Montclair State University students that are current and future entrepreneurs, filled University Hall’s Conference Center on Oct. 21 for the panel “Finding Success as Food Entrepreneurs.”
The panel was held as the first event of a two-day program, and as part of the sixth annual Women Entrepreneurship Week (WEW) hosted at Montclair State. WEW is celebrated globally by more than 200 universities in 30 countries, from Oct. 19 to Oct. 26.
Both events at Montclair State were free of charge to attendees and included free childcare to parents for the Oct. 23 event.
According to montclair.edu, WEW was created in 2014 by the Feliciano Center for Entrepreneurship at Montclair State. The Feliciano Center for Entrepreneurship has a special mission to support and nurture women entrepreneurs.
Before the panel began, attendees were able to try food from the five sampling tables that featured women entrepreneurs: Belle John’s Soul Food, Kurly Kürtosh, Lily Lyte Vegan Snack, Three Daughters Baking Company and Undercover Chocolate Company.
“Finding Success as Food Entrepreneurs” featured: Risa Magid Boyer, chef and owner at Vanilamore, Caroline Mak, director of Hot Bread Kitchen Incubates and co-founder of Brooklyn Soda Works, Christine Miller-Allen, founder and head baker at Mo’Pweeze Bakery, Kris Ohleth founder and owner at Garden State Kitchen and Sandra McNeil Rodgers, founder and head chef at Sandie’s SoulBites. The panel was moderated by Rebecca King, food and dining writer at northjersey.com and The Record.
Panelists were candid about their experiences and spoke about the processes involved in starting a business: having an idea, filling out the paperwork to make that idea or business a reality and eventually learning how to sustain its profitability.
Rodgers opened Sandie’s SoulBites, located in Morristown, New Jersey, in August 2019 and spoke to the need of surrounding yourself with reliable individuals.
“Solidify a solid team, speak with your contractor [and] your electrician and make sure that they know how to apply for a permit and what happens after that permit is granted,” Rodgers said.
Rodgers discussed the importance of having a good team.
“I think it’s important to have a solidified team of people that know the ins and outs of the town ordinances and everything that the town requires,” Rodgers said. “It is a learning curve, [and] you learn a lot yourself. You have to be hands-on, but if you have a good team of people the process can be fairly easy.”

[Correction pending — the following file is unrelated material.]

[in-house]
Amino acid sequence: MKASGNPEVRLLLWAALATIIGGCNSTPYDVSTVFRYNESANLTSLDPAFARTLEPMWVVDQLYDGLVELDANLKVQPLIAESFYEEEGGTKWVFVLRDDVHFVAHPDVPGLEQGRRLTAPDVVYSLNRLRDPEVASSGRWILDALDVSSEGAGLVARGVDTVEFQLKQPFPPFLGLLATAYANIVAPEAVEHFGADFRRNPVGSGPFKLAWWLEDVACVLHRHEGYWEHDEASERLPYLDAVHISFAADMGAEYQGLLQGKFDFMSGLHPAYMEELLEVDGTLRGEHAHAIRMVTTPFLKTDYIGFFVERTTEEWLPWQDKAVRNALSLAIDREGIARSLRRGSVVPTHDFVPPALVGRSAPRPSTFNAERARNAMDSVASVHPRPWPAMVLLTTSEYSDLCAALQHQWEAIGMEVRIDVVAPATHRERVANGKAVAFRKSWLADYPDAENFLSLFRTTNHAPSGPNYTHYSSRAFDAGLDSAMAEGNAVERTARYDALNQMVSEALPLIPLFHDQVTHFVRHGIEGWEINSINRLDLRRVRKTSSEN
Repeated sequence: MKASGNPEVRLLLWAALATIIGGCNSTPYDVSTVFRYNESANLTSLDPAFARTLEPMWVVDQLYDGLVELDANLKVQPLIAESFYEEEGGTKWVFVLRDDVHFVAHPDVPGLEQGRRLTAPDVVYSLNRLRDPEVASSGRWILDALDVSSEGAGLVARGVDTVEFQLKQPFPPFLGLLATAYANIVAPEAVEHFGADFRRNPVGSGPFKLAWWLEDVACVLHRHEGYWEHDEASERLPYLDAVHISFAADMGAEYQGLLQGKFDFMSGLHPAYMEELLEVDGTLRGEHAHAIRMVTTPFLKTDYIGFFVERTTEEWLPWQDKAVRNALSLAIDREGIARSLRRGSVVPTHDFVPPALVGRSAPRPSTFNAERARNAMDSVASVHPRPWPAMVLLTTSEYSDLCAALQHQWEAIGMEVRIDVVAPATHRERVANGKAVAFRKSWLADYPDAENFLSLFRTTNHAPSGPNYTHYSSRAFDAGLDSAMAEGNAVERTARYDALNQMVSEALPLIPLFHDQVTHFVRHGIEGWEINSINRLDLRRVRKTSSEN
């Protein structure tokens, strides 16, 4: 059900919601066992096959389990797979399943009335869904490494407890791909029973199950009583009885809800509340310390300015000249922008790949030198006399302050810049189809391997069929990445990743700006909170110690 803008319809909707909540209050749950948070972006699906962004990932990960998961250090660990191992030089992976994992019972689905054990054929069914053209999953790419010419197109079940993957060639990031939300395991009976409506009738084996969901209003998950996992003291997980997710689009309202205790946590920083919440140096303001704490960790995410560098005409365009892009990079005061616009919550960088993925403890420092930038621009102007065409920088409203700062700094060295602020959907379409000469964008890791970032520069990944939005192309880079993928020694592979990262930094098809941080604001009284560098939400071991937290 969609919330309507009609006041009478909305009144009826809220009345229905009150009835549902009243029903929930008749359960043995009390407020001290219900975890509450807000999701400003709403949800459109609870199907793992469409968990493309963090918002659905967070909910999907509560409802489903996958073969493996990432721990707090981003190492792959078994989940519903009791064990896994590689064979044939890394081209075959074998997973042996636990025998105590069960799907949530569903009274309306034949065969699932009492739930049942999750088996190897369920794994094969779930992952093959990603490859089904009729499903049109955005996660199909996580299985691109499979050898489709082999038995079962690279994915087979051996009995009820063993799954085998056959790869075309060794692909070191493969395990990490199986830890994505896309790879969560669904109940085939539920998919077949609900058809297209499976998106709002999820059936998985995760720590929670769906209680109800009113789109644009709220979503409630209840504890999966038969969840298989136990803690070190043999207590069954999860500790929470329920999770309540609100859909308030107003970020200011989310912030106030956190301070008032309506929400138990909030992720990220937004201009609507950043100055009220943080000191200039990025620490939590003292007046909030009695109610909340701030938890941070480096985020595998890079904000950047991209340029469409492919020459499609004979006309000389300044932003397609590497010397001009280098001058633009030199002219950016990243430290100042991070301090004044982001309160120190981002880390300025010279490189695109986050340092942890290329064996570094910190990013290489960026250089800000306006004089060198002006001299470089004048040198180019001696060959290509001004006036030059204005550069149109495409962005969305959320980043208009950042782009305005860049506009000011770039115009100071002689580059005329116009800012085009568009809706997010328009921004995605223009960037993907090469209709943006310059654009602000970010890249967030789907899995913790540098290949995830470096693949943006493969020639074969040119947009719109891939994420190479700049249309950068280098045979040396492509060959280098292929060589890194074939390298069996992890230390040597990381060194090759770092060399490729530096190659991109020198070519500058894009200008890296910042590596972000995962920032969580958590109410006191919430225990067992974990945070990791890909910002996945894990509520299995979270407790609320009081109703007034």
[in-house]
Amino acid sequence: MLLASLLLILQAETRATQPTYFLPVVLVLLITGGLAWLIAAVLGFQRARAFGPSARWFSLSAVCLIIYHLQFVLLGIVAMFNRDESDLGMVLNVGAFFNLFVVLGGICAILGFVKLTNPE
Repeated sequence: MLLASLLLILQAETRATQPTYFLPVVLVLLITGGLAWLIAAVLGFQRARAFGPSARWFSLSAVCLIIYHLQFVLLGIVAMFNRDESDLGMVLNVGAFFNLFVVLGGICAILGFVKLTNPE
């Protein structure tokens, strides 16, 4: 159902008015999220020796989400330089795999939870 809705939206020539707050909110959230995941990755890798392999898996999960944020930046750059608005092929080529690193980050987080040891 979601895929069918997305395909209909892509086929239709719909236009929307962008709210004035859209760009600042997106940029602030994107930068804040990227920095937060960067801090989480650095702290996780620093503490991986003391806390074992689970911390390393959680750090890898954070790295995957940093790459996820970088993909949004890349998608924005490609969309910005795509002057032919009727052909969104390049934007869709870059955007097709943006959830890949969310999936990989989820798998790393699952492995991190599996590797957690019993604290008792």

Panelist, Mak, discussed what she learned in the startup of her first business, Brooklyn Soda Works, and talked about scale and production, how to a sign a large commercial lease, working with distributors and hiring staff.
“Ultimately, what [I] did learn was that we did not learn how to pass on a business to someone else,” Mak said. “That’s a really common mistake entrepreneurs have. What does your business look like if you need to step away? It could be anything: parenthood, wanting to take a six-month sabbatical. There are a million different ways in which you may need to step away from your business. Now, how do you plan that?”
Eliesa Odza, a sophomore accounting major, was excited to hear from successful entrepreneurs.
“I came to learn from these women who opened up food businesses because it might bring me an opportunity to open one myself,” Odza said. “Even if my business doesn’t have to do with food, it was a really great experience to learn from them.”
Elena Baquerizo, a junior marketing major, was at the panel to make up for not being able to attend a WEW event last year.
“I feel like there’s not a lot of events about women in business at Montclair State, so the fact they do events for a week is really nice,” Baquerizo said.
Diana Solano, a senior nutrition major, found out about the event through her email.
“I came to this event because I am really interested in learning from people who have experience in businesses,” Solano said. “I am very passionate about cooking and nutrition, and I am looking forward to open or have my own brand soon developed.”
Abbey McGovern, a junior animation and illustration major, and Maia Sason, a senior visual arts major, attended the event as part of their entrepreneurship classes.
“I found all their advice to be really interesting and impactful, not just in the cooking area, but definitely for other areas too, like art I can see it,” McGovern said. “I think it’s really helpful to come to these events even if you’re not necessarily an entrepreneur.”
Sason took plenty of notes at the event and was inspired by panelist Ohleth, who shared with the audience her realization that if she had not gone through with opening her business then she would have regretted it.
“It inspired me to think about the ways that I sometimes have these opportunities that I could take and sometimes I’m thinking ‘Oh, maybe I could let them pass,’ but then later I regret them,” Sason said.
Sason talked about what empowered her the most about the event.
“Seeing women in the role of leadership and power, empowers me and other people in that scenario to see that it’s possible,” Sason said. “Seeing somebody that made it gives you a route to make it yourself.”